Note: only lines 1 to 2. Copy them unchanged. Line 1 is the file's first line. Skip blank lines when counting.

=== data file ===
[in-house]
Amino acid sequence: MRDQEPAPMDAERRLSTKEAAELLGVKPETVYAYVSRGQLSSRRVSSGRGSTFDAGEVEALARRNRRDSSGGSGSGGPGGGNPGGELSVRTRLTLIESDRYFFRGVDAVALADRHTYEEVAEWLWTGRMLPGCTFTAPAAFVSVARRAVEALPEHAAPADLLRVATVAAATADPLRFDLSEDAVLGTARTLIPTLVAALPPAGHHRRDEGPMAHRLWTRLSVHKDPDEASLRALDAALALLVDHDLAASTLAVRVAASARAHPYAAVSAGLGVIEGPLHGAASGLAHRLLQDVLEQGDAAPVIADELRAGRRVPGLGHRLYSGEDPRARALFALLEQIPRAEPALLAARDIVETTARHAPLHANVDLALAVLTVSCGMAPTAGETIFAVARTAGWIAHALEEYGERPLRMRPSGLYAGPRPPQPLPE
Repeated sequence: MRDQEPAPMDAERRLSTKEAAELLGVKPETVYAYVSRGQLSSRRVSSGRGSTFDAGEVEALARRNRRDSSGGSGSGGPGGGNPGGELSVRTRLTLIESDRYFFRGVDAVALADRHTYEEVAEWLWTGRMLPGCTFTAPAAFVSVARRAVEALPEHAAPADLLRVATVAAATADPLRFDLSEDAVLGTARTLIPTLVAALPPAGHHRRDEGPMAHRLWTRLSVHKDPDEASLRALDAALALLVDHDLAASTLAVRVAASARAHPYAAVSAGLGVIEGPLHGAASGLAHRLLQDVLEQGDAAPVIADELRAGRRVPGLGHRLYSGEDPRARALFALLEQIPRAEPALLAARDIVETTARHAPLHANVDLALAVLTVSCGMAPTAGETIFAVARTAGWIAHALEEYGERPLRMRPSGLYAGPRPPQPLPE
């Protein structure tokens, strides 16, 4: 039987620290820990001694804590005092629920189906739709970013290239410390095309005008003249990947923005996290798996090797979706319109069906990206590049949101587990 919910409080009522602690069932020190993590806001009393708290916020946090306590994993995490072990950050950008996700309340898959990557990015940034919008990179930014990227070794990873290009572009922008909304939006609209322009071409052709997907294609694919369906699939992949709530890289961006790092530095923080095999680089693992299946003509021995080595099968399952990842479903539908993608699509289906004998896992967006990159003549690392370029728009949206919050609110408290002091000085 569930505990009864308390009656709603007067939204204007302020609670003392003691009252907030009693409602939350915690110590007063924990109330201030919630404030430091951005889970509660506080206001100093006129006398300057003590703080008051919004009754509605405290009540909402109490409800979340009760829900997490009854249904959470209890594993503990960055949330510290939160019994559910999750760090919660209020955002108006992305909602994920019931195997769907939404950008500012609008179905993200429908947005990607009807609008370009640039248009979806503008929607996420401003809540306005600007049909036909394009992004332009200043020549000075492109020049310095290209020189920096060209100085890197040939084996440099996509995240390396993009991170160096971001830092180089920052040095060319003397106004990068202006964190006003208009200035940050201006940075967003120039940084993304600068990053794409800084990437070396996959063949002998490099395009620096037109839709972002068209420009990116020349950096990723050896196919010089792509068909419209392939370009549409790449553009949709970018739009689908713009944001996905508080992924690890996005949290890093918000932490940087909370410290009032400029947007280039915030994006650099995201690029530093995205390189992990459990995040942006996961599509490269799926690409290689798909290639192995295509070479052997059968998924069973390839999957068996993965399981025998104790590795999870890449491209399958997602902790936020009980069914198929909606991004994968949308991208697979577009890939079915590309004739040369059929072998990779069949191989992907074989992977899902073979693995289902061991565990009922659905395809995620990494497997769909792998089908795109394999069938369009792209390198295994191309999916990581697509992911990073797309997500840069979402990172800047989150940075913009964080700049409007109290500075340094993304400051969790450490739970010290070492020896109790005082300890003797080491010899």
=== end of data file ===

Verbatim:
[in-house]
Amino acid sequence: MRDQEPAPMDAERRLSTKEAAELLGVKPETVYAYVSRGQLSSRRVSSGRGSTFDAGEVEALARRNRRDSSGGSGSGGPGGGNPGGELSVRTRLTLIESDRYFFRGVDAVALADRHTYEEVAEWLWTGRMLPGCTFTAPAAFVSVARRAVEALPEHAAPADLLRVATVAAATADPLRFDLSEDAVLGTARTLIPTLVAALPPAGHHRRDEGPMAHRLWTRLSVHKDPDEASLRALDAALALLVDHDLAASTLAVRVAASARAHPYAAVSAGLGVIEGPLHGAASGLAHRLLQDVLEQGDAAPVIADELRAGRRVPGLGHRLYSGEDPRARALFALLEQIPRAEPALLAARDIVETTARHAPLHANVDLALAVLTVSCGMAPTAGETIFAVARTAGWIAHALEEYGERPLRMRPSGLYAGPRPPQPLPE